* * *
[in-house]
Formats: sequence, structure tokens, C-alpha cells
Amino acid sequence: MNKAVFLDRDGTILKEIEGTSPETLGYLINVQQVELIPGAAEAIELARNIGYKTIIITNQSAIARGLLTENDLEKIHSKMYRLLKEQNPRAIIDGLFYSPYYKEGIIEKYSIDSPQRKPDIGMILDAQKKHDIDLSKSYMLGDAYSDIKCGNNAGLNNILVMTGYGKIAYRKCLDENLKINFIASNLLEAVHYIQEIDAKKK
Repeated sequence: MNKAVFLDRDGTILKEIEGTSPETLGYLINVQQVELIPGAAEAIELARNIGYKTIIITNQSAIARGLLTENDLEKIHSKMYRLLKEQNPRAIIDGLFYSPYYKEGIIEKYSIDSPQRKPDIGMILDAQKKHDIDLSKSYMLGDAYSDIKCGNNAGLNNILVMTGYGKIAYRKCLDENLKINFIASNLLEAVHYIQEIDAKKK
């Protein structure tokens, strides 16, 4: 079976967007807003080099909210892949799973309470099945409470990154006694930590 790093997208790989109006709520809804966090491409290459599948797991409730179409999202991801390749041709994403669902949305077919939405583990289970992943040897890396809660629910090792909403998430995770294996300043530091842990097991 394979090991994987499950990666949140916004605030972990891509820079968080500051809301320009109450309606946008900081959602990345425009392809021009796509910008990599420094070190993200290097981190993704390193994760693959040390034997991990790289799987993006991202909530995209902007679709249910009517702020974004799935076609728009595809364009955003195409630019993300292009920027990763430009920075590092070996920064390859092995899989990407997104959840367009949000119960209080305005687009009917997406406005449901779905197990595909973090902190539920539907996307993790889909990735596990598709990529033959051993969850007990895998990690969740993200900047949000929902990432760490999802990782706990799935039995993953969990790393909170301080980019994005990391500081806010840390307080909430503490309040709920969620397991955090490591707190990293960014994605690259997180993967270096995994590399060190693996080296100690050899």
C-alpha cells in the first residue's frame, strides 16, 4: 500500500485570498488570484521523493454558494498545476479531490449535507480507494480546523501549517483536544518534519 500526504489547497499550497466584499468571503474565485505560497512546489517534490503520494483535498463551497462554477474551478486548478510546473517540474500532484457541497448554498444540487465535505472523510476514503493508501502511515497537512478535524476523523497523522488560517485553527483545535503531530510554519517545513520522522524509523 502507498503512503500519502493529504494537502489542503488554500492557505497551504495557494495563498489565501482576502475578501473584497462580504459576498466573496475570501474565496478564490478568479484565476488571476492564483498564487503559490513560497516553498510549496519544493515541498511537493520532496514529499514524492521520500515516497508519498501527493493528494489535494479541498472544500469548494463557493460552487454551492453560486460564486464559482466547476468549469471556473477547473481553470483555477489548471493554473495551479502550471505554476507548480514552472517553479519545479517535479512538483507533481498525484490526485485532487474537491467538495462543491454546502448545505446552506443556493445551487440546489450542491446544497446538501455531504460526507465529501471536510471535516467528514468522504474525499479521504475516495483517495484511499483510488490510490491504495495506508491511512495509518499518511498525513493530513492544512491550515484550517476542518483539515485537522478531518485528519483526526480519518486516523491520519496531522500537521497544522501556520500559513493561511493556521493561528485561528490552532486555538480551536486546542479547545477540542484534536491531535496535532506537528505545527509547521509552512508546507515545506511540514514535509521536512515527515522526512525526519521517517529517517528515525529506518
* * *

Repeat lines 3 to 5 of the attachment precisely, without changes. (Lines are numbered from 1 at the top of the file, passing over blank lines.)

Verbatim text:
Amino acid sequence: MNKAVFLDRDGTILKEIEGTSPETLGYLINVQQVELIPGAAEAIELARNIGYKTIIITNQSAIARGLLTENDLEKIHSKMYRLLKEQNPRAIIDGLFYSPYYKEGIIEKYSIDSPQRKPDIGMILDAQKKHDIDLSKSYMLGDAYSDIKCGNNAGLNNILVMTGYGKIAYRKCLDENLKINFIASNLLEAVHYIQEIDAKKK
Repeated sequence: MNKAVFLDRDGTILKEIEGTSPETLGYLINVQQVELIPGAAEAIELARNIGYKTIIITNQSAIARGLLTENDLEKIHSKMYRLLKEQNPRAIIDGLFYSPYYKEGIIEKYSIDSPQRKPDIGMILDAQKKHDIDLSKSYMLGDAYSDIKCGNNAGLNNILVMTGYGKIAYRKCLDENLKINFIASNLLEAVHYIQEIDAKKK
């Protein structure tokens, strides 16, 4: 079976967007807003080099909210892949799973309470099945409470990154006694930590 790093997208790989109006709520809804966090491409290459599948797991409730179409999202991801390749041709994403669902949305077919939405583990289970992943040897890396809660629910090792909403998430995770294996300043530091842990097991 394979090991994987499950990666949140916004605030972990891509820079968080500051809301320009109450309606946008900081959602990345425009392809021009796509910008990599420094070190993200290097981190993704390193994760693959040390034997991990790289799987993006991202909530995209902007679709249910009517702020974004799935076609728009595809364009955003195409630019993300292009920027990763430009920075590092070996920064390859092995899989990407997104959840367009949000119960209080305005687009009917997406406005449901779905197990595909973090902190539920539907996307993790889909990735596990598709990529033959051993969850007990895998990690969740993200900047949000929902990432760490999802990782706990799935039995993953969990790393909170301080980019994005990391500081806010840390307080909430503490309040709920969620397991955090490591707190990293960014994605690259997180993967270096995994590399060190693996080296100690050899």